One of the interesting aspects of an increasingly mobile and connected world population is the changes in language. Anthony Burgess was one of the first to predict this trend in his book A Clockwork Orange, in which many of the characters routinely used Russian terms in their otherwise typically British conversations. In the TransferGo blog we’ve highlighted a number of colourful and fun foreign phrases that we’ve come across in our dealings with users from all over the world.
Another result of an increasingly globalised population and the need for businesses, including small to medium sized enterprises, to operate internationally is the number of people who speak more than one language. The demand for multi-language workers is growing all over the world. This combination of business and cultural changes has resulted in a phenomenal growth in the number of people seeking to learn another language.
Until recently learning a second, or third, language required enrolling in a class and often adjusting work and personal schedules. Now, there are a number of highly rated apps which make learning a new language easy, convenient, and inexpensive. Here are five of the best.
Of all of the languages apps on the market, Duolingo stands out based on its high ratings from experts and users alike. The free app is at the forefront of mobile language learning due to the founder merging gameplay with learning. The app features over 81 courses with many created by native speakers and includes a number of unusual and less familiar languages. Duolingo has more than 100 million users.
Babbel teaches 13 different languages. The app is easy to use and follows a fairly natural learning curve. Each class starts by teaching vocabulary words using pictures and then uses the words in common phrases and dialogues. The first 40 classes on Babbel are free, which allows the user to get a decent feel for the language without making a purchase.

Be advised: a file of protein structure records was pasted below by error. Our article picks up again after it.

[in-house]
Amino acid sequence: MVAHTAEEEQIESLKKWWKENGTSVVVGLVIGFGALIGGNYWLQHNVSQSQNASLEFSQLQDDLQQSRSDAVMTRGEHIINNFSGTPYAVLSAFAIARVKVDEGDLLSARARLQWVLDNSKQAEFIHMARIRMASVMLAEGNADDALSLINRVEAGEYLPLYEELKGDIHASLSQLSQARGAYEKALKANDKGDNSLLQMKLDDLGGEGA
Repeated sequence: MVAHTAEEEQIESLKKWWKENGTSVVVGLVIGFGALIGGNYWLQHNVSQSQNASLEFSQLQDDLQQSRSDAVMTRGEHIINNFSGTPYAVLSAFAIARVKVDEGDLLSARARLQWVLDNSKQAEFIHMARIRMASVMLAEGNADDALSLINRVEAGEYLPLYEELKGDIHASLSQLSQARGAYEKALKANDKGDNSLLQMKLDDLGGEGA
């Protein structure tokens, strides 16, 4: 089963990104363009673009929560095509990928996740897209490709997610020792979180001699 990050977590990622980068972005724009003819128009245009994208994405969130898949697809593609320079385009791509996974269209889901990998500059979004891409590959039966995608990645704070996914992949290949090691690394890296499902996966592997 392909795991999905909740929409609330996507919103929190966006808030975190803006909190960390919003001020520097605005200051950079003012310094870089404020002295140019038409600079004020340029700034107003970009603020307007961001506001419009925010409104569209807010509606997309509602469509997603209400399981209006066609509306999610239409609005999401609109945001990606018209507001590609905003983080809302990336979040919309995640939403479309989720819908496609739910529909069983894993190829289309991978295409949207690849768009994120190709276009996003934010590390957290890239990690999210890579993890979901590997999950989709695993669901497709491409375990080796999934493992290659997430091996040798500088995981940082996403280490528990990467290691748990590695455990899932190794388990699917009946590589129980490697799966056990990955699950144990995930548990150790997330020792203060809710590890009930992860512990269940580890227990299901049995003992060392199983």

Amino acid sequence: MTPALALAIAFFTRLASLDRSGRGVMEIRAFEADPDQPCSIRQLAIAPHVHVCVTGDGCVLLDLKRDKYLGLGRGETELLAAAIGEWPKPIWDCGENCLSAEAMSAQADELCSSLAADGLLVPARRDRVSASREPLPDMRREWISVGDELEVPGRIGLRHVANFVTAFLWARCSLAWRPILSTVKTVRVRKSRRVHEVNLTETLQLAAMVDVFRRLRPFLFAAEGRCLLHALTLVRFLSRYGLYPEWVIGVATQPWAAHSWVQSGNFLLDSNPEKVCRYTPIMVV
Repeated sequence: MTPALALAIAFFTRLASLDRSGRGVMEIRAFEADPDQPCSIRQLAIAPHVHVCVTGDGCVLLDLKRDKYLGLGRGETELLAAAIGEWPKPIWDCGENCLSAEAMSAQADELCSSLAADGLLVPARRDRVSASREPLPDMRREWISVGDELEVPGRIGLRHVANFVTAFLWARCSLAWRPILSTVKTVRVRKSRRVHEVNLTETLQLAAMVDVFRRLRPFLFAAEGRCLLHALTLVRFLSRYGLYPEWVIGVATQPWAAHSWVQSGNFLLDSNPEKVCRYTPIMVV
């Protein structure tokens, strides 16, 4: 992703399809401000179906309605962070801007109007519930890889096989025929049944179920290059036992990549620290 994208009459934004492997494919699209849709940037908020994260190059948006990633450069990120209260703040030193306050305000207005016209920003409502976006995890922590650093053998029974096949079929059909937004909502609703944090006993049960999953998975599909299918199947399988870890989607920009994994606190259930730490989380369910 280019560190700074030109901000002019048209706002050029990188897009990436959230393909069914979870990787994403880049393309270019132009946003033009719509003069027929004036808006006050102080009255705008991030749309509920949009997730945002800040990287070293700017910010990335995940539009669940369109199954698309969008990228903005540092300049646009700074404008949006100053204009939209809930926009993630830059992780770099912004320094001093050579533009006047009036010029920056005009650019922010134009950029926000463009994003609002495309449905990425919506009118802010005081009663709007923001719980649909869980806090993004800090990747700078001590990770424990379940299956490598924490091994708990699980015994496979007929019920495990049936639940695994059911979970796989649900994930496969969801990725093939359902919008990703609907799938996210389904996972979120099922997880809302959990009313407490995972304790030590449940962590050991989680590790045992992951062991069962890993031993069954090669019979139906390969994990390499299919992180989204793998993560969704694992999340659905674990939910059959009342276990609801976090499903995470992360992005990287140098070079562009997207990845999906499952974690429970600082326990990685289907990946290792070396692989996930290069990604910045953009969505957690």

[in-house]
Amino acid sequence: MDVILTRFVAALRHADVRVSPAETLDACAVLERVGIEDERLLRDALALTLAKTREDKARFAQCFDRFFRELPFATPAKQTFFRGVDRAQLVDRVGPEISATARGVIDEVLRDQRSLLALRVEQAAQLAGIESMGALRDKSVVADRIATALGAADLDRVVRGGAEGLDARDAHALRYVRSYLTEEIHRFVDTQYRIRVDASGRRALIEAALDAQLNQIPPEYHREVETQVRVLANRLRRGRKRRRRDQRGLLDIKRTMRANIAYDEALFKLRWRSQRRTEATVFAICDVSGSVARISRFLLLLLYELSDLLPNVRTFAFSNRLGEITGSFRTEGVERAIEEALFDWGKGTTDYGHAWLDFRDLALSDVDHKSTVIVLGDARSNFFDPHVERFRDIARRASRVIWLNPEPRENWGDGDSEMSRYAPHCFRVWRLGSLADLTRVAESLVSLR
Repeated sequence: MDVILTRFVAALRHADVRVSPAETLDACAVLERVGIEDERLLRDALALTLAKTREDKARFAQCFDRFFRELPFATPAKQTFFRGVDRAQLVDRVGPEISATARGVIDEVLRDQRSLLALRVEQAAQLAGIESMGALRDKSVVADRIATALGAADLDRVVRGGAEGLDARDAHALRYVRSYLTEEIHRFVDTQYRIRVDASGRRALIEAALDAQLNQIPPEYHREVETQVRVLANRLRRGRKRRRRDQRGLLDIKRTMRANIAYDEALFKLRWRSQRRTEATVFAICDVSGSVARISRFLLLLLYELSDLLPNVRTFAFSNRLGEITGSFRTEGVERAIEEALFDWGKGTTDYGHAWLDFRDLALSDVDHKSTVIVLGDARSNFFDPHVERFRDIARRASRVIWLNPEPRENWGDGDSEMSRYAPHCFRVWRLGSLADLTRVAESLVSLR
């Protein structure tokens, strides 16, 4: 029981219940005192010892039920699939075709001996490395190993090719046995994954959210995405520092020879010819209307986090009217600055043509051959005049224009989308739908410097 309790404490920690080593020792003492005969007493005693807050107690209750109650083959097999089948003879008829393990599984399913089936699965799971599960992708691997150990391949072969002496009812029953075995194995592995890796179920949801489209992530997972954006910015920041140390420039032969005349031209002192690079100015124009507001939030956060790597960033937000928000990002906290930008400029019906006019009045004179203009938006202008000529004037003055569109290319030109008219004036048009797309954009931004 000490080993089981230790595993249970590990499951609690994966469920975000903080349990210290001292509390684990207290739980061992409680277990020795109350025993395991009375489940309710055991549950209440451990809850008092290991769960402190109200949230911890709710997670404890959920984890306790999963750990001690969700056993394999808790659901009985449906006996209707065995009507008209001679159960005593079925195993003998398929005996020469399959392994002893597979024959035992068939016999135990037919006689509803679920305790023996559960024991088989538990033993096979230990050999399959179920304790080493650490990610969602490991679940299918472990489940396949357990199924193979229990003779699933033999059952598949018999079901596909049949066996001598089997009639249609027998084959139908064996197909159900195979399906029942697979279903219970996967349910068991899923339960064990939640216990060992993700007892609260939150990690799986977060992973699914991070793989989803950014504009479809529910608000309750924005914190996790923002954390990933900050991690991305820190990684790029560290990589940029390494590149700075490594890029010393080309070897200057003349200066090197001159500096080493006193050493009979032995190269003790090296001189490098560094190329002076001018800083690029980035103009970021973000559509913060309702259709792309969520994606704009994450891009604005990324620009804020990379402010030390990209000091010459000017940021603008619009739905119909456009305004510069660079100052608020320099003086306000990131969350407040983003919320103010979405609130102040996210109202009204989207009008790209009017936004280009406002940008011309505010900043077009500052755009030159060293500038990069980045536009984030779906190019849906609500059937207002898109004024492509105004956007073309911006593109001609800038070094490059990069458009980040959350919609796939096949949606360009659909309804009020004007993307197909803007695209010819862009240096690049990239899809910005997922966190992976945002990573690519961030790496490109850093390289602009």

In addition to beginner’s courses, Babble offers separate packages designed to help improve specific skills such as vocabulary and grammar. The classes can be downloaded and allow students to study offline on both desktops and mobile devices.
- Fluent Panda
Fluent Panda is a language learning app that was specifically designed for mobile platforms and to fit into a busy lifestyle with a series of fun, quick lessons.
Each Fluent Panda mini-lesson focuses on words and expressions. The app has a familiar game-like feature where you collect “leaves” and “shoots” as your skill increases. The app has high quality native audio which helps with pronunciation and usages as well as tips and hints designed to correct mistakes and increase your confidence in using the language.
Lingua.ly takes an interesting approach to language learning as it uses text pulled from the internet written by native speakers from the very first lesson, which makes the app very similar to an immersive course.
Lingua.ly starts off by accessing your skills in the language, if any, and then presenting lessons which range from 5 to 15 minutes. Each lesson includes a bit of text that builds on your knowledge of the language. Clicking on an unfamiliar word gives you the pronunciation and translation and adds it to your vocabulary database. As your ability grows, so does the complexity of the text.
The app allows you to select areas of interests so that the text offered is interesting and engaging rather than just a random, and potentially boring, topic.
TripLingo is designed for those who are about to go on holiday or a quick business trip to another country and want to learn a few basic phrases. The app can be adjusted to show different levels of conversation from business formal to casual.
The app has a couple of really nice features. The built in voice translator renders your spoken phrases to the selected languages. It also has a feature that allows you contact a live translator at the touch of a button.